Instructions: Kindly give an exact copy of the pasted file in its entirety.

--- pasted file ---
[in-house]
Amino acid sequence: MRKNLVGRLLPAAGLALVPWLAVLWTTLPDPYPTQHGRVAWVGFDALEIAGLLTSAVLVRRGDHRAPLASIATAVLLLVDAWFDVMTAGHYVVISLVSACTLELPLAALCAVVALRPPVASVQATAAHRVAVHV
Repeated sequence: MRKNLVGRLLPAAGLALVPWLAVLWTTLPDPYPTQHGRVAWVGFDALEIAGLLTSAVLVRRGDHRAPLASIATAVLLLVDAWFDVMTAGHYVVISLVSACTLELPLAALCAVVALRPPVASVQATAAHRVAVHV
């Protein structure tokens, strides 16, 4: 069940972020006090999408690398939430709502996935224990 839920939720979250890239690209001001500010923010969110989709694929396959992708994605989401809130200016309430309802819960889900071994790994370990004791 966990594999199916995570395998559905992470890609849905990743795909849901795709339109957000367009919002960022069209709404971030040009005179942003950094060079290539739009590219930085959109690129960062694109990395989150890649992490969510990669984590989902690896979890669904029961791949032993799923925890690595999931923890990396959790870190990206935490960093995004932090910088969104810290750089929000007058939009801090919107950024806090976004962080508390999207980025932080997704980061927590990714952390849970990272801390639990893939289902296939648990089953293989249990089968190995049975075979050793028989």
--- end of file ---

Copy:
[in-house]
Amino acid sequence: MRKNLVGRLLPAAGLALVPWLAVLWTTLPDPYPTQHGRVAWVGFDALEIAGLLTSAVLVRRGDHRAPLASIATAVLLLVDAWFDVMTAGHYVVISLVSACTLELPLAALCAVVALRPPVASVQATAAHRVAVHV
Repeated sequence: MRKNLVGRLLPAAGLALVPWLAVLWTTLPDPYPTQHGRVAWVGFDALEIAGLLTSAVLVRRGDHRAPLASIATAVLLLVDAWFDVMTAGHYVVISLVSACTLELPLAALCAVVALRPPVASVQATAAHRVAVHV
């Protein structure tokens, strides 16, 4: 069940972020006090999408690398939430709502996935224990 839920939720979250890239690209001001500010923010969110989709694929396959992708994605989401809130200016309430309802819960889900071994790994370990004791 966990594999199916995570395998559905992470890609849905990743795909849901795709339109957000367009919002960022069209709404971030040009005179942003950094060079290539739009590219930085959109690129960062694109990395989150890649992490969510990669984590989902690896979890669904029961791949032993799923925890690595999931923890990396959790870190990206935490960093995004932090910088969104810290750089929000007058939009801090919107950024806090976004962080508390999207980025932080997704980061927590990714952390849970990272801390639990893939289902296939648990089953293989249990089968190995049975075979050793028989």